# Is there a way to explain a prediction from a random forest model?

Say I've got a predictive classification model based on a random forest (using the randomForest package in R). I'd like to set it up so that end-users can specify an item to generate a prediction for, and it'll output a classification likelihood. So far, no problem.

But it would be useful/cool to be able to output something like a variable importance graph, but for the specific item being predicted, not for the training set. Something like:

Item X is predicted to be a Dog (73% likely)
Because:
Legs=4
Fur=short
Food=nasty

You get the point. Is there a standard, or at least justifiable, way of extracting this information from a trained random forest? If so, does anyone have code that will do this for the randomForest package?

• Some complexity... You could imagine counting the number of times the Legs variable was part of the decision path. But would you just do that for trees that predicted the majority answer, or all of them? Or the difference? Apr 7, 2011 at 23:53
• And changing all of the m predictors one by one and looking to see how the forest predicts differently seems sorta expensive. There's gotta be a better way. Apr 8, 2011 at 1:03
• my first thought was to wonder how what you are wanting to do differs from the variable importance of the training data? Are you looking to say that given the other values as they were, what was the sensitivity of the prediction on legs =4 versus legs=2 or legs=0? Have you looked at the partial plot function in the randomforest package? Apr 8, 2011 at 1:22
• The variable importance is usually defined conditional on the whole training set (or the assumed population, or something). But what I want is the variable importance for a single predicted item. Imagine a case where the forest consists of very lopsided decision trees. Test Instance 1 could be explained by 1 or very few decision nodes, while Test Instance 2 could be explained by a much larger set of decision nodes. I want a very simple human-interpretable version of that, like a ranked set of decisions, the top 5 of which I can provide. For a single decision tree, I'd just read them off. Apr 8, 2011 at 1:59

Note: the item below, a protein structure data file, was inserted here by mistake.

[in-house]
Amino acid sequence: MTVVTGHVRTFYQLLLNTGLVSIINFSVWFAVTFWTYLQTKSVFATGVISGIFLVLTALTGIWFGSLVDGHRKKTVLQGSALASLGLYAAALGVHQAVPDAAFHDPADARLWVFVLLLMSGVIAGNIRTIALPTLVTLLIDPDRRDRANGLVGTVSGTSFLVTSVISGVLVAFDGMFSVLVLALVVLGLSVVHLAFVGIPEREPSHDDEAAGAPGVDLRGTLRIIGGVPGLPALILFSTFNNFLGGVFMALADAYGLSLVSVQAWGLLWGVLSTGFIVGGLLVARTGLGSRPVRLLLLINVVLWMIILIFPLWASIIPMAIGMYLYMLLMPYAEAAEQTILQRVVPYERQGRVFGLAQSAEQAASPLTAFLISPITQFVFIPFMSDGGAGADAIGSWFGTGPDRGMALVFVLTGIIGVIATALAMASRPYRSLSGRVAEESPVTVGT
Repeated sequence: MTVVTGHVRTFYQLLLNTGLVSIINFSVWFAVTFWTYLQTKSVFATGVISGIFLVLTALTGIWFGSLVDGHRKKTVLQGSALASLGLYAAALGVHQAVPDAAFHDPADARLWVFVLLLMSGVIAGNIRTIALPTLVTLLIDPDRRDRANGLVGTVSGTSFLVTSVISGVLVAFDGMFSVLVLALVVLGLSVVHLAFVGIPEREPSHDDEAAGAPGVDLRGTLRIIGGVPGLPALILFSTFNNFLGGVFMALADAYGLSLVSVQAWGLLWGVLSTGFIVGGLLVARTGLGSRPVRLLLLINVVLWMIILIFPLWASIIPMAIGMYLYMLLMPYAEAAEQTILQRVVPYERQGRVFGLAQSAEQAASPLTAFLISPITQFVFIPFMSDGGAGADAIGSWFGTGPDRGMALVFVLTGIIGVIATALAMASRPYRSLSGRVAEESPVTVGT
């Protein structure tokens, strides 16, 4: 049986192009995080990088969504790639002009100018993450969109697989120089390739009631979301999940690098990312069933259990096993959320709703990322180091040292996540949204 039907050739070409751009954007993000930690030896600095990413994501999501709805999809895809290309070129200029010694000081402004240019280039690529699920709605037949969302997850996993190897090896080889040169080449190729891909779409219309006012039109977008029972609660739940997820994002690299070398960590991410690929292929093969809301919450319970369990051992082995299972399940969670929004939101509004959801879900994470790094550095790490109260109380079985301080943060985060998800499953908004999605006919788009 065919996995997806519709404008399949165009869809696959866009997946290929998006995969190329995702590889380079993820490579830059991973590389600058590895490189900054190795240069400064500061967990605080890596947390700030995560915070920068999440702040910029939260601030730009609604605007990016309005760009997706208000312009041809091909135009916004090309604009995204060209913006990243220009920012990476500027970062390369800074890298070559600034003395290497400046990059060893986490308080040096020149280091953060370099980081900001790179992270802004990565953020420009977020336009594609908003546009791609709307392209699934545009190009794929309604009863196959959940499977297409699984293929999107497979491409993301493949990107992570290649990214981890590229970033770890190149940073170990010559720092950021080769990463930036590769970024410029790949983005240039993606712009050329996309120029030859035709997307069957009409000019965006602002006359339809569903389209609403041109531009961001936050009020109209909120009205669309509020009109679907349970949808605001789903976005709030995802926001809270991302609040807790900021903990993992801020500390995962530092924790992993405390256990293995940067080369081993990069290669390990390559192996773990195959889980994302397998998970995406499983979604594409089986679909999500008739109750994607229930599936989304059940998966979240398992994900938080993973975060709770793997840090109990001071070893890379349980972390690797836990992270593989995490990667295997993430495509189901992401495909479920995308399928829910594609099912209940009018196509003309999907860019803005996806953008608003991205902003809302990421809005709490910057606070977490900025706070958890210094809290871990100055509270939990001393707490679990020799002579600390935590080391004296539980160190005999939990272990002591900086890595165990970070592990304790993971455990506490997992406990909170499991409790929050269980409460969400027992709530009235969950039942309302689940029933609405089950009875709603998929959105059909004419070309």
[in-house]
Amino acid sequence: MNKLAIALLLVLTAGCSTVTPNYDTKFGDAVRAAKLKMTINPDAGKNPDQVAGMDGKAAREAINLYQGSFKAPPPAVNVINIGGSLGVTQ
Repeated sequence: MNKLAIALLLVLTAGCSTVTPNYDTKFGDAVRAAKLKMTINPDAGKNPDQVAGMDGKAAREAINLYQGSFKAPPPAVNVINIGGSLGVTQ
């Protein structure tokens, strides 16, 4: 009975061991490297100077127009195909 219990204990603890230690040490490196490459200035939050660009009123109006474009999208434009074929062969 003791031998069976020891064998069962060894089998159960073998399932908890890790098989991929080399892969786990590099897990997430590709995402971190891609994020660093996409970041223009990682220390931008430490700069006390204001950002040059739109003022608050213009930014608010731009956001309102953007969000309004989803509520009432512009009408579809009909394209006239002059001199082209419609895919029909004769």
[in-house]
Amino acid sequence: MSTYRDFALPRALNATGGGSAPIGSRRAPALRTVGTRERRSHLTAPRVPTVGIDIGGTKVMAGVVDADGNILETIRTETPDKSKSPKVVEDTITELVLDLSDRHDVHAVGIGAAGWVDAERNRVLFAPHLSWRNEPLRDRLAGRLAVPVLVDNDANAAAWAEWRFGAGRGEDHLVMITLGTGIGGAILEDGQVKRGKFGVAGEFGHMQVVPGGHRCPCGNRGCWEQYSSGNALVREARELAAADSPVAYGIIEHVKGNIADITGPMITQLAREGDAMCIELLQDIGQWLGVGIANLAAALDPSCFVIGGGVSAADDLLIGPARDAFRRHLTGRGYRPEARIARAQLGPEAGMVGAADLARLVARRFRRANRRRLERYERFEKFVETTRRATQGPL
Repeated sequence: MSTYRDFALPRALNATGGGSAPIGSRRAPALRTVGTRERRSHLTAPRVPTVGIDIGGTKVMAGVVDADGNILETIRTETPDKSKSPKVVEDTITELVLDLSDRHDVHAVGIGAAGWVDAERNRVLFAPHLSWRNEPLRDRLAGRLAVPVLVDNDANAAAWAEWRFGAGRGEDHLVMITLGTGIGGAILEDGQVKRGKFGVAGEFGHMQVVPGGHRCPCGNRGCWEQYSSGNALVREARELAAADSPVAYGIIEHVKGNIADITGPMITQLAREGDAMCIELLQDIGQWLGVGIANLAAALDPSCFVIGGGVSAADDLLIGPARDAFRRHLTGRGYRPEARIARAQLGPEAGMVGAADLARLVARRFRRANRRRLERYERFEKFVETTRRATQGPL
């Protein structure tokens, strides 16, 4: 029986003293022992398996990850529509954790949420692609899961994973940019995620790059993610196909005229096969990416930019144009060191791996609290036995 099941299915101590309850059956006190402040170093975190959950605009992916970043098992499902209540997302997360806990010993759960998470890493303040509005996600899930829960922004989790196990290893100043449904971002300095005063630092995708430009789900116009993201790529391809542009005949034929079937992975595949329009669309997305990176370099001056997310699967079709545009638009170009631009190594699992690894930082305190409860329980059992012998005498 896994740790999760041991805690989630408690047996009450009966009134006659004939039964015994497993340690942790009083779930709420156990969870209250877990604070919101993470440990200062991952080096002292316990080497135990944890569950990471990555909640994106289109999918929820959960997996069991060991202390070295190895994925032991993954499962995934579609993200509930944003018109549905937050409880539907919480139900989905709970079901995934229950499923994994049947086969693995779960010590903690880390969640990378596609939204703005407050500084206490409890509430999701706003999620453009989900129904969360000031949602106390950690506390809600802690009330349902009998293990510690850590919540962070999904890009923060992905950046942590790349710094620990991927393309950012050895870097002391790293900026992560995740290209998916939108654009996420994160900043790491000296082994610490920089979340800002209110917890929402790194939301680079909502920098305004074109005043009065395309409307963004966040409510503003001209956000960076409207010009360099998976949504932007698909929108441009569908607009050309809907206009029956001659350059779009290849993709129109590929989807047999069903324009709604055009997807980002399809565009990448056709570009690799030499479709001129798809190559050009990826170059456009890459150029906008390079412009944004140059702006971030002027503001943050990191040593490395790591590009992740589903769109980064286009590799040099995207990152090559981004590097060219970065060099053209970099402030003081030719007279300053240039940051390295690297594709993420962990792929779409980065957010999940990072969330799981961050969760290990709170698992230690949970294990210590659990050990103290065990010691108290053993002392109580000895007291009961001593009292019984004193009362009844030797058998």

First idea is just to mimic the knock-out strategy from variable importance and just test how mixing each attribute will degenerate the forest confidence in object classification (on OOB and with some repetitions obviously). This requires some coding, but is certainly achievable.

However, I feel it is just a bad idea -- the result will be probably variable like hell (without stabilizing impact of averaging over objects), noisy (for not-so-confident objects the nonsense attributes could have big impacts) and hard to interpret (two or more attribute cooperative rules will probably result in random impacts of each contributing attributes).

Not to leave you with negative answer, I would rather try to look at the proximity matrix and the possible archetypes it may reveal -- this seems much more stable and straightforward.

• The cooperative rules/correlated predictors point is an excellent criticism. To make this work, it might be necessary to train the RF on some sort of pre-reduced set of variables, or incorporate some sort of penalization strategy to cause the RF to focus on a subset of predictors. Mar 9, 2013 at 15:02

I would try with the lime framework.

It works with many models (including random forest). It can be used for local interpretation (that is, explaining a single prediction) or for global interpretation (that is, explaining a whole model).

Quoting from the asbtract

In this work, we propose LIME, a novel explanation technique that explains the predictions of any classifier in an interpretable and faithful manner, by learning an interpretable model locally around the prediction. We also propose a method to explain models by presenting representative individual predictions and their explanations in a non-redundant way, framing the task as a submodular optimization problem.

It has packages both for R and python, and many examples if you google it.